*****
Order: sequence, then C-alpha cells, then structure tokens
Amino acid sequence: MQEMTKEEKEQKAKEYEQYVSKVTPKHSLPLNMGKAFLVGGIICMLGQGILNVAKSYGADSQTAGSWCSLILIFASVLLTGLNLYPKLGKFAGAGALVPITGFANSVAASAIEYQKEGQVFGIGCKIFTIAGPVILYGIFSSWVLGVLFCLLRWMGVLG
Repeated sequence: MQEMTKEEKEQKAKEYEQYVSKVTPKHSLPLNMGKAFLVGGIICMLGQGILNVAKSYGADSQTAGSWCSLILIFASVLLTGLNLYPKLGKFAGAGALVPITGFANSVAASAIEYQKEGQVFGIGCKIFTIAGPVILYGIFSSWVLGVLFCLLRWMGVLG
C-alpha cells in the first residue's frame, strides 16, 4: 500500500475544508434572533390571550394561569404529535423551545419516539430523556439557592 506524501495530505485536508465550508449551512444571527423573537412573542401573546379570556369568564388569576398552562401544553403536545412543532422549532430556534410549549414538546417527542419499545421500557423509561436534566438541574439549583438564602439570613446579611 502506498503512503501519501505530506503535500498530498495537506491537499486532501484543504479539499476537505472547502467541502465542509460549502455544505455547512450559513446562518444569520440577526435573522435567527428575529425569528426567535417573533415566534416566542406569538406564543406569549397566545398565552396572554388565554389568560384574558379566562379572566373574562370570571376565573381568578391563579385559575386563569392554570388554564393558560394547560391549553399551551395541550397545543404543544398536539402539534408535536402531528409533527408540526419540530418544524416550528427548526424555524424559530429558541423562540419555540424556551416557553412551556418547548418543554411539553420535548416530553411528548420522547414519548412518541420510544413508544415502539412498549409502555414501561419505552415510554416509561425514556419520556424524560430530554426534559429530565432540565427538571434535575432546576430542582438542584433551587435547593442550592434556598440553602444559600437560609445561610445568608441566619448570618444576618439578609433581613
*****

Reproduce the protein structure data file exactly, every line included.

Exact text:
Order: sequence, then C-alpha cells, then structure tokens
Amino acid sequence: MQEMTKEEKEQKAKEYEQYVSKVTPKHSLPLNMGKAFLVGGIICMLGQGILNVAKSYGADSQTAGSWCSLILIFASVLLTGLNLYPKLGKFAGAGALVPITGFANSVAASAIEYQKEGQVFGIGCKIFTIAGPVILYGIFSSWVLGVLFCLLRWMGVLG
Repeated sequence: MQEMTKEEKEQKAKEYEQYVSKVTPKHSLPLNMGKAFLVGGIICMLGQGILNVAKSYGADSQTAGSWCSLILIFASVLLTGLNLYPKLGKFAGAGALVPITGFANSVAASAIEYQKEGQVFGIGCKIFTIAGPVILYGIFSSWVLGVLFCLLRWMGVLG
C-alpha cells in the first residue's frame, strides 16, 4: 500500500475544508434572533390571550394561569404529535423551545419516539430523556439557592 506524501495530505485536508465550508449551512444571527423573537412573542401573546379570556369568564388569576398552562401544553403536545412543532422549532430556534410549549414538546417527542419499545421500557423509561436534566438541574439549583438564602439570613446579611 502506498503512503501519501505530506503535500498530498495537506491537499486532501484543504479539499476537505472547502467541502465542509460549502455544505455547512450559513446562518444569520440577526435573522435567527428575529425569528426567535417573533415566534416566542406569538406564543406569549397566545398565552396572554388565554389568560384574558379566562379572566373574562370570571376565573381568578391563579385559575386563569392554570388554564393558560394547560391549553399551551395541550397545543404543544398536539402539534408535536402531528409533527408540526419540530418544524416550528427548526424555524424559530429558541423562540419555540424556551416557553412551556418547548418543554411539553420535548416530553411528548420522547414519548412518541420510544413508544415502539412498549409502555414501561419505552415510554416509561425514556419520556424524560430530554426534559429530565432540565427538571434535575432546576430542582438542584433551587435547593442550592434556598440553602444559600437560609445561610445568608441566619448570618444576618439578609433581613